Short Dark Oracles
by Sara levine

Caketrain
2011
Paperback
First Collection







"In place of my feelings, substitute the emptiness of a rain barrel, its wood drying out, its metal staves creaking, an arid silence after two years of learning to hold the rain."


Reviewed by Emma Young

Sara Levine's collection of short stories, or Short Dark Oracles, as the title illustrates, is a powerful, magical and yet unsettling at times compilation of stories that on the one hand depict a range of issues and varying situations whilst simultaneously coming together to provide a sense of unity, as motifs relating to spirituality and darkness permeate the entirety of the collection.

What was particularly enjoyable about the collection as a whole was the way in which Levine challenges both the structure and content of the short story form and is not afraid to play with the elasticity and breadth of the genre. As Levine states herself in the brief bio on her website:
I am a big fan of a certain kind of littleness: essays the size of handkerchiefs, novels the length of nosebleeds, philosophies reduced to paragraphs, conclusions detached from tedious arguments, epics scribbled on the back of a hand, tall tales, but only in bare feet.
The short stories in this collection epitomize the playful and experimental approach Levine takes to literature. From the opening story Oracle which is less than 200 words, or one whole page, and blurs the boundaries between the everyday, imagination and psychic powers, through to The Following Fifteen Things which deconstructs the story in to fifteen short segments which form the larger whole, she is not afraid to experiment and mold the short story structure in to something new and alive.

This playfulness with form is also reflected in the content and themes of the stories as the everyday is depicted as so easily becoming monstrous such as in Must We Stoop For Violets in the Hedge?: "Walking down the street with it, I studied the hair’s unnatural undulations in my shadow as it loomed above me, spiny and monstrous". The protagonist’s new hair cut, which is clearly a disappointment, not only takes on negative connotations but transform in to a grotesque being in itself. In the everyday environment of walking down the street the image is malformed to create a distorted and gruesome being whose "undulations" and "shadows" are repulsive and threatening.

From the entire collection one of the most memorable stories is A Promise. On the one level the story appears to be preoccupied with the difficulties of life as a single working mum whose commute to her office job prohibits her spending more than 45 minutes with her daughter each morning. However, as the narrative develops there slowly emerge greater spirits and forces at work, as the mother begins to notice:
So it's a small thing, but I like that free train ride – three bucks it saves me - and maybe it's living with a two-year-old who asks why about every little thing, but I wonder why it happens. The conductor walks by as if he sees me and he doesn't care.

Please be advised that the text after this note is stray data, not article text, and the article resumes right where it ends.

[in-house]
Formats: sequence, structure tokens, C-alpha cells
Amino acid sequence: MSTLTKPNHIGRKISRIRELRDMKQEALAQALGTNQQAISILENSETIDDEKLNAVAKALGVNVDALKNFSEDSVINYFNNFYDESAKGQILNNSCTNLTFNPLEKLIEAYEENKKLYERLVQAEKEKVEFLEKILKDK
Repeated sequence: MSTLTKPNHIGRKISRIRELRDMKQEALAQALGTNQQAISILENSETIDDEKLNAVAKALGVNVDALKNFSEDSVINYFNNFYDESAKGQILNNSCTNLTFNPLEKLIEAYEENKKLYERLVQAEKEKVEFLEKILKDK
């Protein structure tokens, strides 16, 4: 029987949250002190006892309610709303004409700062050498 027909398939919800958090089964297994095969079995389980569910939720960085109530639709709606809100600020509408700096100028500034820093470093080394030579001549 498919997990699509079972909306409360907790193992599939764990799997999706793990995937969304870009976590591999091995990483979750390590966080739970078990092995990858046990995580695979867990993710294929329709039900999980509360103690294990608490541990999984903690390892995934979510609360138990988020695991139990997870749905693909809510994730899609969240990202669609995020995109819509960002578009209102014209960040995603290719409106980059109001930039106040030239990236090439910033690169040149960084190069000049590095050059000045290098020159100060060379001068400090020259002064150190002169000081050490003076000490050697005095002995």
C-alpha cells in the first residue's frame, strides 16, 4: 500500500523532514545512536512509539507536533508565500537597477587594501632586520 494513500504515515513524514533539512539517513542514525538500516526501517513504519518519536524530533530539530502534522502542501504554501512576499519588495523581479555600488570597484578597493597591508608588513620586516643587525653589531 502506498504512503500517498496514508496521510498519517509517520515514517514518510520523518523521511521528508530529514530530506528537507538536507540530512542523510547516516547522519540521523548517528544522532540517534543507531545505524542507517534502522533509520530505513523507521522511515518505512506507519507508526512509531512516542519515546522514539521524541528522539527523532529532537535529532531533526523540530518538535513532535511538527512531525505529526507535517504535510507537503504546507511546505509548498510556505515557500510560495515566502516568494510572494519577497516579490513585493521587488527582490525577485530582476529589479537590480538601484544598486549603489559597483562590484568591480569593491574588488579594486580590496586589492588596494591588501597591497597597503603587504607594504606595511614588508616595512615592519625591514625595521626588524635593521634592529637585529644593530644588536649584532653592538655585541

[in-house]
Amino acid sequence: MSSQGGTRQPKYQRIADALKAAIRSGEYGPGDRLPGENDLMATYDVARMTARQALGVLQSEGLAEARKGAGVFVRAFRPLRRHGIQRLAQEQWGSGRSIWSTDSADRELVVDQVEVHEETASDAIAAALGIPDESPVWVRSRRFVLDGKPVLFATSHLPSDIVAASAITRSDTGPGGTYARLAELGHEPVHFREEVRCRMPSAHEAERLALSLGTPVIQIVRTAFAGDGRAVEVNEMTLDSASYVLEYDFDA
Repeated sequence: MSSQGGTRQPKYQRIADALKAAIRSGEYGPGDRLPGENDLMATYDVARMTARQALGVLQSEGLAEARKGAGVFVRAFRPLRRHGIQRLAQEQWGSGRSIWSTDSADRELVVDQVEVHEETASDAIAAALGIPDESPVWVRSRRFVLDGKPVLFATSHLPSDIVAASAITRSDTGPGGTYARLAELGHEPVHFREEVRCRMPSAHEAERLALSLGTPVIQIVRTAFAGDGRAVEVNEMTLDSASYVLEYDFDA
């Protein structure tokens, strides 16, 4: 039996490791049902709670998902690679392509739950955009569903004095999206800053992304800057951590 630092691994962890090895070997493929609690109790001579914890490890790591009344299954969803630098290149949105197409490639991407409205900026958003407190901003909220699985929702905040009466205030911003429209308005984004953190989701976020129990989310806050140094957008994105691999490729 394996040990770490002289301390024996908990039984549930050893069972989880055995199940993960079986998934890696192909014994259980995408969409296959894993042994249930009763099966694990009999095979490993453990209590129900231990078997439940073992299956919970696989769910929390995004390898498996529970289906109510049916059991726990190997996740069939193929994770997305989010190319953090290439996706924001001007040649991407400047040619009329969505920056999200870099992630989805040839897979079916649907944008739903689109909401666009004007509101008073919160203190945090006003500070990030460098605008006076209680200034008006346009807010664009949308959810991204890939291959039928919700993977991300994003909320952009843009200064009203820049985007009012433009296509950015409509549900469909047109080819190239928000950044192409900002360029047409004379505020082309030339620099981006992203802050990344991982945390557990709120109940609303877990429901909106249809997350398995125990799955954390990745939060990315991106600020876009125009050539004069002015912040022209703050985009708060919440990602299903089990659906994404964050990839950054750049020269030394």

It is this question of "why?" which proceeds to drive the narrative on its dark and disturbing revelation about that two-year-old daughter. Levine humorously subverts the position in which the toddler asks the mother why as the mother herself now become preoccupied with the question. What begins as humorous and strange soon becomes dark and twisted and leads to one conclusion leaving the reader perplexed, disturbed yet at the same time impressed by the imagination and craft of the writer.

Levine's writing is compulsive, evocative and finely distilled. She creates wonderful images that are at the same time monstrous and saturated with a power to convey a multitude of possibilities to the reader. This is the work of a witty writer who is aware of the fragility yet darkness of life and has the ability to craft that in to a charming and alluring tale. I cannot wait to see what her next collection will offer!



Read a story from this collection in Necessary Fiction


Emma Young is a PhD student at the University of Leicester working on her thesis: Contemporary Women’s Writing and the Short Story Genre. Her work explores the implications of gender and genre by discussing the work of numerous contemporary British women authors including Ali Smith and Rose Tremain and considers the implications of new digital technology on the status and future of the short story. .
Emma's other Short Reviews: Lorrie Moore "Like Life"

Gemma Seltzer "Speak to Strangers"

"Bristol Short Story Prize Anthology 4"
                     
home
about
find something to read: reviews
find something to read: interviews
find something to read: categories
find something to read: back issues
blog
competitions & giveaways
links



Sara Levine studied English at Northwestern University and has a PhD from Brown University. She taught in the MFA in Nonfiction Writing program at the University of Iowa and is the chair of the Writing Program at The School of the Art Institute of Chicago. She has previously published a novel entitled Treasure Island!!

Read an interview with Sara Levine